NEWSROOM

High on hybrids


Discounts, incentives aimed at greening campus parking

TOWSON, Md. (August 14, 2008)—
Managing campus parking is one of TU’s most challenging tasks, but Pam Mooney and her staff are working to make the daily “space race” more equitable and efficient.

Not to mention green.


Mooney, director of Parking and Transportation Services, says her office’s most recent offer—a 50 percent parking discount for hybrid vehicles—elicited cheers from TU-affiliated Prius owners and calls from the media.  


"We’ve been asked why we don’t offer discounts to faculty, staff and students who drive other fuel-efficient vehicles,” she says, “but our policy emphasizes carbon emissions over time—not just gas conservation.”


Thus far about 25 hybrid owners have signed up for the discount, Mooney says, most of them faculty or staff. Applicants must present identification and their vehicle registration, she explains. “The hybrid must be your primary vehicle, registered to you or to someone at your address.”


Although the hybrid discount has generated the most buzz, Mooney says she hopes the rest of TU’s approximately 16,000 drivers will consider modifying their commuting habits. “We’re going to develop strategies aimed at reducing reliance on cars,” she says, adding that Parking and Transportation Services will survey faculty, staff and students this fall to gather information on practices and preferences.       


Sheila Tilghman, the office’s new transportation demand coordinator, is charged with making the most of TU’s parking resources, says Mooney. “She’ll taking a systemic approach, studying alternative modes of transport, incentives and a variety of ways to reduce demand for on-campus parking.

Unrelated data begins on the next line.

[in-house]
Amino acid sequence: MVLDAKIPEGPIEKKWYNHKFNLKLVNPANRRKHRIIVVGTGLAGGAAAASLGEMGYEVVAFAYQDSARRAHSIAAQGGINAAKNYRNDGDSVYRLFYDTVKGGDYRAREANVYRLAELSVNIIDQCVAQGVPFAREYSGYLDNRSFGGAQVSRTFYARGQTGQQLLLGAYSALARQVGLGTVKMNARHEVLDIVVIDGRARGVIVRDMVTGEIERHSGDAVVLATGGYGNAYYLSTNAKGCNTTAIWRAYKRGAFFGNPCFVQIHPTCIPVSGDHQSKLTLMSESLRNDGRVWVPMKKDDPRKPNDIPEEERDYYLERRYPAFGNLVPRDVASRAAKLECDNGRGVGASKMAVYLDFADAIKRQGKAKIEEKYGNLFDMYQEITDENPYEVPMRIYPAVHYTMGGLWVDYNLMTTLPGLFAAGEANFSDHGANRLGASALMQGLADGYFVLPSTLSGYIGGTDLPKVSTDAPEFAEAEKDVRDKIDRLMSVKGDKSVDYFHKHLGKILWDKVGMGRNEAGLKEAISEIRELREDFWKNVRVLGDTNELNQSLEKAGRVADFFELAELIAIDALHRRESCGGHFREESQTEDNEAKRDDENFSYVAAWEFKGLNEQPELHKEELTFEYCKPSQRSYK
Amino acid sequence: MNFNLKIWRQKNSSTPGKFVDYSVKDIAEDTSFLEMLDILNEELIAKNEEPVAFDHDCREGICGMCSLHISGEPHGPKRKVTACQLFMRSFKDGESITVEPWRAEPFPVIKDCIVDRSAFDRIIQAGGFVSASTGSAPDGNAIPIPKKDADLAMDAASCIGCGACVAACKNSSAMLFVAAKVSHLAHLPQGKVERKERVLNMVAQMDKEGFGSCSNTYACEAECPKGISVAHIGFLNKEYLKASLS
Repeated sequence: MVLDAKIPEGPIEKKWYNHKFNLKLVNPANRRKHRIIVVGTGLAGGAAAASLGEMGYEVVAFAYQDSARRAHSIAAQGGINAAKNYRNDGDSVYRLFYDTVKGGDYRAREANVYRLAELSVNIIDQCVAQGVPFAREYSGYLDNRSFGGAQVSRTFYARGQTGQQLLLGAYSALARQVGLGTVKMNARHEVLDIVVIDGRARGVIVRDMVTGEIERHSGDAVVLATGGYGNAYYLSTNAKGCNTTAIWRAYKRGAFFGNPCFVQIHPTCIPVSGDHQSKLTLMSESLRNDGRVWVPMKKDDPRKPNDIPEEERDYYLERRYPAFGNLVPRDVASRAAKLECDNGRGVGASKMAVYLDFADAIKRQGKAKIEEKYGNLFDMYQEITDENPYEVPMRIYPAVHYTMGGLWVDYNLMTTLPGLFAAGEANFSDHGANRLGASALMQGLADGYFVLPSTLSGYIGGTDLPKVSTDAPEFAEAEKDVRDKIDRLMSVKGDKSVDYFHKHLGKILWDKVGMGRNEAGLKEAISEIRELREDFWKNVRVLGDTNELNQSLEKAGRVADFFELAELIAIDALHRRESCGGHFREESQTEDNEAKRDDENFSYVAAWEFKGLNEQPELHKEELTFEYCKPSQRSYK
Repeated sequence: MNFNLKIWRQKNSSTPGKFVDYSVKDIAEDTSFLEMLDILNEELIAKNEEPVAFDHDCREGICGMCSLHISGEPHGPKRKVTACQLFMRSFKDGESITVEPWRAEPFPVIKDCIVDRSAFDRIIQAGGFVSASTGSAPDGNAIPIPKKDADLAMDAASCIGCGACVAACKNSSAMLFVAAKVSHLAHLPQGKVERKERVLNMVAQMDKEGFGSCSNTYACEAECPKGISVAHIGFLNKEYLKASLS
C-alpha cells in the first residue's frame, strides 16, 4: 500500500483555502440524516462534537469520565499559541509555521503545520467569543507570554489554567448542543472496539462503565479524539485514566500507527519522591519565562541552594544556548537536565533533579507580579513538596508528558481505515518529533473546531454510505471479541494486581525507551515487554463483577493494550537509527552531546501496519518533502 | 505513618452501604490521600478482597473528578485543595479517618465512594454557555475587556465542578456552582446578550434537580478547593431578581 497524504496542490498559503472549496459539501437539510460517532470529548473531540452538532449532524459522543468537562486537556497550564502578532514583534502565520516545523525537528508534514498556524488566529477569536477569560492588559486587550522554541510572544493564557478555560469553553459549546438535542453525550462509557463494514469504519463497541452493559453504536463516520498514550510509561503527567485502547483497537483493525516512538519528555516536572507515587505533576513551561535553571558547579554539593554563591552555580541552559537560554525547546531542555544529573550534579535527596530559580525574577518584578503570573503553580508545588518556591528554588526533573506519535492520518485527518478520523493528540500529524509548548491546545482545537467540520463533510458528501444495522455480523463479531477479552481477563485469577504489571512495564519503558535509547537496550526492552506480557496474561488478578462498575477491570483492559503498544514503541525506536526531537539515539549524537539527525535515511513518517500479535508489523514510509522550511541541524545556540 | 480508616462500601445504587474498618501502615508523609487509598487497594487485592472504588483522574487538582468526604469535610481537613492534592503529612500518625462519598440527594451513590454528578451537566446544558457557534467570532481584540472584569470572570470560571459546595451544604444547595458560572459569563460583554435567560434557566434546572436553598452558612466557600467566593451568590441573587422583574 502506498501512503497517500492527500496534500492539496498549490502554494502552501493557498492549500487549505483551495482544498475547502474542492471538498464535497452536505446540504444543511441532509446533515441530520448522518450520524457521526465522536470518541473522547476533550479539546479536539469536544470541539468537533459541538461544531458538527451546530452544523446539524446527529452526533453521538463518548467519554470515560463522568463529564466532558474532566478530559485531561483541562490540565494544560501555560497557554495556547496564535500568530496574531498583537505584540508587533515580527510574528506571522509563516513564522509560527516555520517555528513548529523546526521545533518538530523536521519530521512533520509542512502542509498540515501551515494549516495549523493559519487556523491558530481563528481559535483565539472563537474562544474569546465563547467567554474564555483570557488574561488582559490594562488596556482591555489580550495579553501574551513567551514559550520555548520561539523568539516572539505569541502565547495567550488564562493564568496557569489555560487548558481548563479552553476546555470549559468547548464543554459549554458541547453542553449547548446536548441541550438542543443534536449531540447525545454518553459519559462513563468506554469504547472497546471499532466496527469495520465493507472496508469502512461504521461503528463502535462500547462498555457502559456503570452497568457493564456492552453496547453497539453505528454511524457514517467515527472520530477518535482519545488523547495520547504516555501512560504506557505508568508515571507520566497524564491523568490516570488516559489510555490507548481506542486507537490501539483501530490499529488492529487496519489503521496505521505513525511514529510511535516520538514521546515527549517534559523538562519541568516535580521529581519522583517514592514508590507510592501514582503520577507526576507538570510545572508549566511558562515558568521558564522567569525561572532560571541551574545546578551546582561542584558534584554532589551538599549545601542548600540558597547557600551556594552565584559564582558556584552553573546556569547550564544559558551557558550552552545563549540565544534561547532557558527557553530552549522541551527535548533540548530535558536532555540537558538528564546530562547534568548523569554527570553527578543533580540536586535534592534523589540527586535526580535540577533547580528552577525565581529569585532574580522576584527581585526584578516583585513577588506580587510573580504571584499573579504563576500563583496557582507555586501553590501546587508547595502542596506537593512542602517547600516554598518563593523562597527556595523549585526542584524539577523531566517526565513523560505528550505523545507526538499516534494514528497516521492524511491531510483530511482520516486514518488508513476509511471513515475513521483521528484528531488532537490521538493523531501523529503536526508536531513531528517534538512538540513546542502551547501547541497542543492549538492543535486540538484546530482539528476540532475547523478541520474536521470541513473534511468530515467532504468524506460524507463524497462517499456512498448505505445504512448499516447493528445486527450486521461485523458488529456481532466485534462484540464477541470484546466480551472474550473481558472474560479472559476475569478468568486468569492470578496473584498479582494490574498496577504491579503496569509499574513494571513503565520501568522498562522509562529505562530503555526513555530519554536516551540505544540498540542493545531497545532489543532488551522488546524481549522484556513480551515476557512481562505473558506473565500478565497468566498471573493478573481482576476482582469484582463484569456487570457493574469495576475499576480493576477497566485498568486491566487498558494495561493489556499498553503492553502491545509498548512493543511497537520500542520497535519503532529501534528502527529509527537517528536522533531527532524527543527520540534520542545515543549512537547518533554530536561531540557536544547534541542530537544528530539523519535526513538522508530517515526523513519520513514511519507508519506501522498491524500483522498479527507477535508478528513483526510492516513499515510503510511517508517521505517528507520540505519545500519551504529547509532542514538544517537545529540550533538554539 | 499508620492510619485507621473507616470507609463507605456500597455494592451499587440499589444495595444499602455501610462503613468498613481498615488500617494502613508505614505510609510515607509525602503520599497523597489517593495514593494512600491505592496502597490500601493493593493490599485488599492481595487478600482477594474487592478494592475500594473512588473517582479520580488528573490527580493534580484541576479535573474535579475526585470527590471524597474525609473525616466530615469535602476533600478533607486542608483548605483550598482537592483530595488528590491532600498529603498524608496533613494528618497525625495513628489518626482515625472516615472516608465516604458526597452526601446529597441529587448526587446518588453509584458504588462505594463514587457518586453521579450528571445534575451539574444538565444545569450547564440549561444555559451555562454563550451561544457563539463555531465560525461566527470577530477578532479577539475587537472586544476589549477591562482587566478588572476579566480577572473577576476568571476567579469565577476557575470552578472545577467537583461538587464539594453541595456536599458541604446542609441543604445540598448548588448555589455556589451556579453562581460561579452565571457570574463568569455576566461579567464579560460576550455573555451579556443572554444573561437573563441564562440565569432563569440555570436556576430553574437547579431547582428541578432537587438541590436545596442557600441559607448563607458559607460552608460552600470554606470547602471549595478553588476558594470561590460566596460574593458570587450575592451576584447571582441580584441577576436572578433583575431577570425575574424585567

“The more garages we build, the more expensive it’ll be to park on campus,” Mooney adds, noting that garage construction costs $18,000 to $25,000 per space. “To provide a parking space costs between $2,000 and $3,000 per year per person versus $200 to $300 if a person takes the bus instead of driving.”  


One method of separating students from their cars involves expanding TU’s shuttle bus service. Beginning this fall, Parking and Transportation Services buses will serve all of the Kenilworth Avenue apartment complexes, as well as to Donnybrook Apartments and Fairways at Towson. Mooney anticipates further expansion next year to other areas with sizeable TU student populations.


Mooney points to the American College and University Presidents Climate Commitment as the force behind her office’s efforts to “green” parking and transportation. “In signing it, President Caret placed TU among nearly 850 other institutions that have pledged to neutralize greenhouse gas emissions on their campuses.


“There are some green initiatives we could implement quickly—like the hybrid parking discount—and others that will take longer to develop,” says Mooney. “But the important thing is that we’re working aggressively to change the culture and create a more sustainable campus.”







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